Did you ever want to belong to the “cool kids’ club” when you were younger? Or perhaps your home was where everyone hung out all summer? This elite status had the potential to cloud one’s vision of reality just as much as not belonging to it. Let me explain. But, full disclosure, I did not have a membership card to the “cool kids’ club” (sigh).
I know what rejection by your own people, whether friends, family or strangers, feels like. I used to end up in a state of depression and did not even know it. I thank God for praying friends around me who would always intervene at just the right moment. They helped to rescue me from a dangerously slippery slope!
Today, I am honored to belong to a wonderful group called “the remnant.” This unique group has a special place in God’s heart. The Scriptures speak of a remnant in various places (whether explicitly or not). Romans 11 has a timely message for us all.
Elijah was a formidable prophet whom God used mightily. Something about him reminds me of John the Baptist as dire circumstances (rejection?) caused them both to lose sight of God’s heart. Paul quoted from 1 Kings 18 in his message to the church in Romans 11:2,
God has not rejected His people whom He foreknew. Or do you not know what the Scripture says in the passage about Elijah, how he pleads with God against Israel? (nasb)
Elijah had been “hiding” from King Ahab when he made this lament to the Lord. Just in case anyone missed the revelation in 1 Kings (like I did), Paul made it clear that Elijah spoke against Israel. God’s reply was classic and reverberated through the ages into the New Testament!
These next verses not only correct Elijah’s misconception, but reveal God’s omniscience. Romans 11:3-5 says,
“Lord, they have killed Your prophets, they have torn down Your altars, and I alone am left, and they are seeking my life.” But what is the divine response to him? “I have kept for Myself seven thousand men who have not bowed the knee to Baal.” In the same way then, there has also come to be at the present time a remnant according to God’s gracious choice.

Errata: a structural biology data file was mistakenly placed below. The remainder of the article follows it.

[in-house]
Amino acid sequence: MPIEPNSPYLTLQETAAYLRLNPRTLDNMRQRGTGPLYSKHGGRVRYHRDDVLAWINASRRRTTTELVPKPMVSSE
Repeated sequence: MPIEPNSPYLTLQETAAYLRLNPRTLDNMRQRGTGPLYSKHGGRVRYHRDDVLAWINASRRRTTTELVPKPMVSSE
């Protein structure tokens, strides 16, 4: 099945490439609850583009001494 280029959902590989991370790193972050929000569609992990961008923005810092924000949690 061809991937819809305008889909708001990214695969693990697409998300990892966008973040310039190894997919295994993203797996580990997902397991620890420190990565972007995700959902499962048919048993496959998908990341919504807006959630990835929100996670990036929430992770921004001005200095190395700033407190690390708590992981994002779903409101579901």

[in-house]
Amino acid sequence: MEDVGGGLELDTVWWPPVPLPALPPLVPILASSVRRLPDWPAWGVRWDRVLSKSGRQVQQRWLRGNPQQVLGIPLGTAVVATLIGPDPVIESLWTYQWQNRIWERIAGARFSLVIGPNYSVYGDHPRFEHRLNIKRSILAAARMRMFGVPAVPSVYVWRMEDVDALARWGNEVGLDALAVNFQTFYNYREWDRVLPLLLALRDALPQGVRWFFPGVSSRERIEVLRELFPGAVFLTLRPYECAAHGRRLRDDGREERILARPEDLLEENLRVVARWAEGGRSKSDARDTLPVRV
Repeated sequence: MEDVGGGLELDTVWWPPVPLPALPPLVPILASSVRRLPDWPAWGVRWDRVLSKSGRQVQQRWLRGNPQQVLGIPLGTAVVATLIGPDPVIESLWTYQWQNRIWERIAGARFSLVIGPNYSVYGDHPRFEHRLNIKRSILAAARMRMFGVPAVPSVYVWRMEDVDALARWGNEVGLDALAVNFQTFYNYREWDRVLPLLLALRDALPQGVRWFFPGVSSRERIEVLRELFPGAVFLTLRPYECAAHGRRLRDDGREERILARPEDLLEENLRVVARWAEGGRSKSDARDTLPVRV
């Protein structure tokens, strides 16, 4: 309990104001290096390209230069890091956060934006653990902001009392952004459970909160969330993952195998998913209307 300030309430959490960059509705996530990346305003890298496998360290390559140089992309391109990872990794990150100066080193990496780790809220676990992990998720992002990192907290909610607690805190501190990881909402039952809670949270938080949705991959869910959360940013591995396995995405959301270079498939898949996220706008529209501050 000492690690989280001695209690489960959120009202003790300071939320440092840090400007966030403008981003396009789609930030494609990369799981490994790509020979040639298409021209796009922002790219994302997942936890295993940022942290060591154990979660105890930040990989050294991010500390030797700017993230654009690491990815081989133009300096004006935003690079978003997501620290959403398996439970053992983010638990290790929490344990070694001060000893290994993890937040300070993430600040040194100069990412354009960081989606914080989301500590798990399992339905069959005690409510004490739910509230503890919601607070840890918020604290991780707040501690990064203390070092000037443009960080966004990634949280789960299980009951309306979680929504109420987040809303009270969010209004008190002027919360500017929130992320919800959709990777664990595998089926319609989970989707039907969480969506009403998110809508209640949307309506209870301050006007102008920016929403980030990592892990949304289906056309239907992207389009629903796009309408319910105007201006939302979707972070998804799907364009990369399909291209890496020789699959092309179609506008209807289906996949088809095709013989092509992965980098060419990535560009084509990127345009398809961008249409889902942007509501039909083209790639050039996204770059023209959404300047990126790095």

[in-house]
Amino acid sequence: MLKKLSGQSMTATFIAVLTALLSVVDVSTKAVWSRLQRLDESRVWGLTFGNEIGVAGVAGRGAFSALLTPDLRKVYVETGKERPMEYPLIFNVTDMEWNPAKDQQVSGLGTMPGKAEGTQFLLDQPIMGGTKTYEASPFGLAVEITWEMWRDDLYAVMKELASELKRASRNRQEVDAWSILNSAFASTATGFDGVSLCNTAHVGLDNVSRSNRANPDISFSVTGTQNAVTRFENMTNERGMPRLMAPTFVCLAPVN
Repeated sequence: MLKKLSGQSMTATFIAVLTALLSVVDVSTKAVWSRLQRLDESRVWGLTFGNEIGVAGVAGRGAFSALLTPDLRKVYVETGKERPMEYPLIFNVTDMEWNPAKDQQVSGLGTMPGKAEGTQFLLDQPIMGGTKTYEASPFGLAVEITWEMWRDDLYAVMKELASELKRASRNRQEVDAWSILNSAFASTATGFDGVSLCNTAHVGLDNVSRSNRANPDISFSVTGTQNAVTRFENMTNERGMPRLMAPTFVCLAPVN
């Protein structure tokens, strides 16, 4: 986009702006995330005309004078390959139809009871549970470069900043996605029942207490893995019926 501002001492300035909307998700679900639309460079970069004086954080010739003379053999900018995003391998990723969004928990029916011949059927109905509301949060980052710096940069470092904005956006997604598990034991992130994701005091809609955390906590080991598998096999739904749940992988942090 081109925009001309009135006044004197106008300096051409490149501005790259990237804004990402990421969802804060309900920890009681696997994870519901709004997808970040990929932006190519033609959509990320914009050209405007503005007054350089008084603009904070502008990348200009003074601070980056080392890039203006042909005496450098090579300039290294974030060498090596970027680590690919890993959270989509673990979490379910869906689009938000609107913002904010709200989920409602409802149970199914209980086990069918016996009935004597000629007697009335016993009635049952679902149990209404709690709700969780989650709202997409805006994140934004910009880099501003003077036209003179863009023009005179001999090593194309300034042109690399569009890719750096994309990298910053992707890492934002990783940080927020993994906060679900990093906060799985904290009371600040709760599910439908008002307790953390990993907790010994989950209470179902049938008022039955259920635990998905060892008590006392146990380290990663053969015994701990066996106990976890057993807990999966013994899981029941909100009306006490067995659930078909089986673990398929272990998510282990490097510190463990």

Newsflash: We have been kept by our heavenly Father. The Creator of the universe chose us! This is good news because inclusion in the remnant brings a strong sense of belonging, purpose, peace, and protection. As God-fearing believers, we have been “grafted in” to the family of God to fulfill His plan and purpose for humanity. Feelings of rejection and depression become a distant memory when we realize that God chose to keep us for Himself! No matter how real the rejection is, let us focus our affections on the One who keeps us from falling (Jude 24).
Let us pray! Oh Father, we pray that we can sense Your great love and acceptance. Help us to know that Your love covers us in every dimension, and we can thereby rest in You! Expose the lies of the enemy, that we may live free of his schemes for our demise. In Jesus’ mighty name, amen!
2 Chronicles 19:9-10 9He gave them these orders: “You must serve faithfully and wholeheartedly in the fear of the LORD. 10In every case that comes before you from your fellow countrymen who live in the cities–whether bloodshed or other concerns of the law, commands, decrees or ordinances–you are to warn them not to sin against the LORD; otherwise his wrath will come on you and your brothers. Do this, and you will not sin.
Jehoshaphat appointed judges according to the Law of God and ordered them to act in the fear of God, not taking bribes, and being impartial. He warned them that they were not judging for men but for God who placed them in their positions. We could say the same for any Christian in any activity. We should all do our work in the fear of God, knowing that we represent Him and not ourselves.
Then Jehoshaphat gave them the instructions in our text for today. Serve faithfully and wholeheartedly in the fear of the LORD. Whatever work we are called to do, we, too, should serve faithfully and wholeheartedly in the fear of the LORD. Is that how you would describe your work ethic? If it is, God is glorified in your work.